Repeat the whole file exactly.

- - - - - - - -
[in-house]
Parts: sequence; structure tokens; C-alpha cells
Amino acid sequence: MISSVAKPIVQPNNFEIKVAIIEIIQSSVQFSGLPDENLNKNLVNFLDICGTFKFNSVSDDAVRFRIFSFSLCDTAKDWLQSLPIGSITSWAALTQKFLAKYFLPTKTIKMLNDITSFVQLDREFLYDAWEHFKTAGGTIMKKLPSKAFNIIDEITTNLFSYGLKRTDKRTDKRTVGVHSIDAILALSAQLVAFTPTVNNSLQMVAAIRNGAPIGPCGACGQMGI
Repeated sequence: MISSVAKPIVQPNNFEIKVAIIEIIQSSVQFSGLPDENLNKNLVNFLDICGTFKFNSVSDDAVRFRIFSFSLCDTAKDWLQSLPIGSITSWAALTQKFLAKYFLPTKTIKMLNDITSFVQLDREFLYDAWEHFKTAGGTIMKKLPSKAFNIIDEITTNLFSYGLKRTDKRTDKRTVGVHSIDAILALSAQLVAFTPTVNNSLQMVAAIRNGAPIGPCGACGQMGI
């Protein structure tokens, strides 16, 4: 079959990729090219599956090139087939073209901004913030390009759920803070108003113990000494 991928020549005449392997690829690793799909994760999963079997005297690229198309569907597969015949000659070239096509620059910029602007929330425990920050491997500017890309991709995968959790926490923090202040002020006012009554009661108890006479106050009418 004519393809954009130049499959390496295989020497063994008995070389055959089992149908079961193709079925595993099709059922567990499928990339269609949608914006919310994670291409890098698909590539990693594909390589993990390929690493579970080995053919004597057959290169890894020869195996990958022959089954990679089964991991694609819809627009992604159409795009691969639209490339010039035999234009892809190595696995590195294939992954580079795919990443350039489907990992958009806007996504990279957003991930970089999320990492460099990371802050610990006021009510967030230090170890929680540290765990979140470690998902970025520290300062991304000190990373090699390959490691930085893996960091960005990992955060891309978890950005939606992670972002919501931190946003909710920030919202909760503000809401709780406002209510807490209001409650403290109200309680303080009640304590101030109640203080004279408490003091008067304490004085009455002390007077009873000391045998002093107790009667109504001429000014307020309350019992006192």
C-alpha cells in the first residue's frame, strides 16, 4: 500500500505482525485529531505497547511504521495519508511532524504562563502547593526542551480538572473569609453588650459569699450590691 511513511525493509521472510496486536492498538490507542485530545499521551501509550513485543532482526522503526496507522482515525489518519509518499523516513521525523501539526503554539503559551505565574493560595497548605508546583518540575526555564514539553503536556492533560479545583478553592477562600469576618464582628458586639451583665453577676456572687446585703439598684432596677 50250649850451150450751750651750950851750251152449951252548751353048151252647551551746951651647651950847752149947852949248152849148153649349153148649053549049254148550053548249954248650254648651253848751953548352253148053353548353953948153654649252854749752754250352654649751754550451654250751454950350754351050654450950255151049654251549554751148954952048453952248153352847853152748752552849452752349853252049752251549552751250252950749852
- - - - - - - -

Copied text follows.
[in-house]
Parts: sequence; structure tokens; C-alpha cells
Amino acid sequence: MISSVAKPIVQPNNFEIKVAIIEIIQSSVQFSGLPDENLNKNLVNFLDICGTFKFNSVSDDAVRFRIFSFSLCDTAKDWLQSLPIGSITSWAALTQKFLAKYFLPTKTIKMLNDITSFVQLDREFLYDAWEHFKTAGGTIMKKLPSKAFNIIDEITTNLFSYGLKRTDKRTDKRTVGVHSIDAILALSAQLVAFTPTVNNSLQMVAAIRNGAPIGPCGACGQMGI
Repeated sequence: MISSVAKPIVQPNNFEIKVAIIEIIQSSVQFSGLPDENLNKNLVNFLDICGTFKFNSVSDDAVRFRIFSFSLCDTAKDWLQSLPIGSITSWAALTQKFLAKYFLPTKTIKMLNDITSFVQLDREFLYDAWEHFKTAGGTIMKKLPSKAFNIIDEITTNLFSYGLKRTDKRTDKRTVGVHSIDAILALSAQLVAFTPTVNNSLQMVAAIRNGAPIGPCGACGQMGI
């Protein structure tokens, strides 16, 4: 079959990729090219599956090139087939073209901004913030390009759920803070108003113990000494 991928020549005449392997690829690793799909994760999963079997005297690229198309569907597969015949000659070239096509620059910029602007929330425990920050491997500017890309991709995968959790926490923090202040002020006012009554009661108890006479106050009418 004519393809954009130049499959390496295989020497063994008995070389055959089992149908079961193709079925595993099709059922567990499928990339269609949608914006919310994670291409890098698909590539990693594909390589993990390929690493579970080995053919004597057959290169890894020869195996990958022959089954990679089964991991694609819809627009992604159409795009691969639209490339010039035999234009892809190595696995590195294939992954580079795919990443350039489907990992958009806007996504990279957003991930970089999320990492460099990371802050610990006021009510967030230090170890929680540290765990979140470690998902970025520290300062991304000190990373090699390959490691930085893996960091960005990992955060891309978890950005939606992670972002919501931190946003909710920030919202909760503000809401709780406002209510807490209001409650403290109200309680303080009640304590101030109640203080004279408490003091008067304490004085009455002390007077009873000391045998002093107790009667109504001429000014307020309350019992006192």
C-alpha cells in the first residue's frame, strides 16, 4: 500500500505482525485529531505497547511504521495519508511532524504562563502547593526542551480538572473569609453588650459569699450590691 511513511525493509521472510496486536492498538490507542485530545499521551501509550513485543532482526522503526496507522482515525489518519509518499523516513521525523501539526503554539503559551505565574493560595497548605508546583518540575526555564514539553503536556492533560479545583478553592477562600469576618464582628458586639451583665453577676456572687446585703439598684432596677 50250649850451150450751750651750950851750251152449951252548751353048151252647551551746951651647651950847752149947852949248152849148153649349153148649053549049254148550053548249954248650254648651253848751953548352253148053353548353953948153654649252854749752754250352654649751754550451654250751454950350754351050654450950255151049654251549554751148954952048453952248153352847853152748752552849452752349853252049752251549552751250252950749852